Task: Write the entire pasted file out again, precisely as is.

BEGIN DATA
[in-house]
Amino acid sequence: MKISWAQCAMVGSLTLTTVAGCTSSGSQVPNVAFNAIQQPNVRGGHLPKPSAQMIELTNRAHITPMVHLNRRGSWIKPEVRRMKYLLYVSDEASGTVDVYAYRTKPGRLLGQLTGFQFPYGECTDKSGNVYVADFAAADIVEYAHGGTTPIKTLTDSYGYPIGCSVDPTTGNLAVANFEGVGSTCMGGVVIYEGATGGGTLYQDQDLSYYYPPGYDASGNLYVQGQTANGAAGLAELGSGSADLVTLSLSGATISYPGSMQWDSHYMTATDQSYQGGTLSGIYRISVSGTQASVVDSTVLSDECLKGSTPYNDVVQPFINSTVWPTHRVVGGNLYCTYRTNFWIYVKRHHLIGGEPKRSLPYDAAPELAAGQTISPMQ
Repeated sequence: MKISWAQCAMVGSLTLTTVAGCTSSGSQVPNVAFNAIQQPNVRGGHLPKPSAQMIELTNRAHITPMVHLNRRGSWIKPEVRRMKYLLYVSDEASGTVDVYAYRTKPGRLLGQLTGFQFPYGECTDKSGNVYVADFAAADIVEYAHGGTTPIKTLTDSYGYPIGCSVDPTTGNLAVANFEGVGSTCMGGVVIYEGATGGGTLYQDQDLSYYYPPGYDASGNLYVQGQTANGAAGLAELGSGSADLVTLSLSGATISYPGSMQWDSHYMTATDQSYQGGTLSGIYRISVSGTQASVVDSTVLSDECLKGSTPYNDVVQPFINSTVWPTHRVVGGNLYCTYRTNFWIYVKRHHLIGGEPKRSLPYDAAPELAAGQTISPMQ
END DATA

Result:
[in-house]
Amino acid sequence: MKISWAQCAMVGSLTLTTVAGCTSSGSQVPNVAFNAIQQPNVRGGHLPKPSAQMIELTNRAHITPMVHLNRRGSWIKPEVRRMKYLLYVSDEASGTVDVYAYRTKPGRLLGQLTGFQFPYGECTDKSGNVYVADFAAADIVEYAHGGTTPIKTLTDSYGYPIGCSVDPTTGNLAVANFEGVGSTCMGGVVIYEGATGGGTLYQDQDLSYYYPPGYDASGNLYVQGQTANGAAGLAELGSGSADLVTLSLSGATISYPGSMQWDSHYMTATDQSYQGGTLSGIYRISVSGTQASVVDSTVLSDECLKGSTPYNDVVQPFINSTVWPTHRVVGGNLYCTYRTNFWIYVKRHHLIGGEPKRSLPYDAAPELAAGQTISPMQ
Repeated sequence: MKISWAQCAMVGSLTLTTVAGCTSSGSQVPNVAFNAIQQPNVRGGHLPKPSAQMIELTNRAHITPMVHLNRRGSWIKPEVRRMKYLLYVSDEASGTVDVYAYRTKPGRLLGQLTGFQFPYGECTDKSGNVYVADFAAADIVEYAHGGTTPIKTLTDSYGYPIGCSVDPTTGNLAVANFEGVGSTCMGGVVIYEGATGGGTLYQDQDLSYYYPPGYDASGNLYVQGQTANGAAGLAELGSGSADLVTLSLSGATISYPGSMQWDSHYMTATDQSYQGGTLSGIYRISVSGTQASVVDSTVLSDECLKGSTPYNDVVQPFINSTVWPTHRVVGGNLYCTYRTNFWIYVKRHHLIGGEPKRSLPYDAAPELAAGQTISPMQ